US1501751A - Metal-working tool - Google Patents

Metal-working tool Download PDF

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Publication number
US1501751A
US1501751A US581686A US58168622A US1501751A US 1501751 A US1501751 A US 1501751A US 581686 A US581686 A US 581686A US 58168622 A US58168622 A US 58168622A US 1501751 A US1501751 A US 1501751A
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metal
tool
pin
leaf
tools
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Expired - Lifetime
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US581686A
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Charles W Crannell
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BENJAMIN J CONNOR
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BENJAMIN J CONNOR
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Priority to US581686A priority Critical patent/US1501751A/en
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    • BPERFORMING OPERATIONS; TRANSPORTING
    • B21MECHANICAL METAL-WORKING WITHOUT ESSENTIALLY REMOVING MATERIAL; PUNCHING METAL
    • B21DWORKING OR PROCESSING OF SHEET METAL OR METAL TUBES, RODS OR PROFILES WITHOUT ESSENTIALLY REMOVING MATERIAL; PUNCHING METAL
    • B21D53/00Making other particular articles
    • B21D53/88Making other particular articles other parts for vehicles, e.g. cowlings, mudguards
    • B21D53/886Making other particular articles other parts for vehicles, e.g. cowlings, mudguards leaf springs

Description

July 15, 1924. 1501,751
c. w. CRANNELL METAL WORKING TOOL Filed Aug. 14, 1922 2 Sheets-Sheet l July 15, 1924. 1,501,751
c. w. CRANNELL METAL WORKING TOOL Filed Aug. 14 1932 2 Sheets-Sheet 2 Patented July 15, 1924.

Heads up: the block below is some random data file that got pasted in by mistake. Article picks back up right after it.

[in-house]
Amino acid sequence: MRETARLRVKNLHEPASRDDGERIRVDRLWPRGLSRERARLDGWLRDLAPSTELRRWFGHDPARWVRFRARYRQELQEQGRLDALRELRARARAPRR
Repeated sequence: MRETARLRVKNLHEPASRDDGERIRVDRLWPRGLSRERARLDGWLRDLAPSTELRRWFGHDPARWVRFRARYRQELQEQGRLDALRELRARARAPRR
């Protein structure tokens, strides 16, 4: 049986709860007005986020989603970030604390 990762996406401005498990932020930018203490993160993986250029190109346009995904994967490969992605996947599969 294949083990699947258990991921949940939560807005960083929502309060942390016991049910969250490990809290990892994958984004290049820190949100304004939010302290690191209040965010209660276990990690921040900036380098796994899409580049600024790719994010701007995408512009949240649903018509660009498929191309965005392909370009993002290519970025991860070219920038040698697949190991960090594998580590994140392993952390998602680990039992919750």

UNITED STATES 1,501,151 PATENT OFFICE CHARLES W. CRANNELL, 0F CHAPPEL, NEBRASKA, ASSIGNOR 0F ONE-HALF TO BENJAMIN J'. CONNOR, OF CHAPPEL, NEBRASKA.
METAL-WORKIN G TOOL.
Application filed August 14, 1922. Serial No. 581,686.
To all whom it may conce'm:
Beit known that I, CHARLES W. CRAN- NELL, a citizen of the United States, residing at Chappel, in the county of Deuel and State of Nebraska, have invented certain new and useful Improvements in Metal-Working Tools, of which the following is a specification, reference being had therein to the accompanying drawing.
This invention relates to improvements in metal working tools for the bending and shaping of metals.
In the particular embodiment of the invention as shown in the drawings and hereafter described in the specification I have shown and described the use of my improved tools for repairing, shaping and making springs for vehicles.
Very often one or more leaves in springs used upon pleasure or trucking vehicles become broken and it is necessary to replace the broken spring leaves. My invention is particularly useful in the shaping of new leaves to replace the broken spring leaves and my invention also has the embodiment of a structure adapted to form eyes in the ends of the main spring leaves.
The primary object of my invention is to provide an improved set of tools for the bending and shaping of metals.
A further object of my invention is to provide a tool set of novel construction for the repairing, fitting and shaping of vehicle springs.
Another and further object of my invention is to provide a metal working tool for rolling or bending eyes in metal.
A still further object of my invention is to provide a set of tools of novel construction which are cheap and easy or manufacture and highly efficient in operation for bending and shaping metals.
Other further objects and novel features of construction of my improved invention will appear in the following description and accom anying drawings.
In the drawings Figure 1 is a perspective view showing the use of my improved tools for fitting a new leaf to a main leaf.
Fig. 2 is a perspective view showing the use of my improved tool for rolling or bending an eye in the end of a main spring leaf.
Fig. 3 is a vertical sectional view taken through the vise which is used in conjunction with my tools.
Fig. 4 is a vertical sectional view taken through my improved grab lever, the lever being provided with what I have termed a flatter.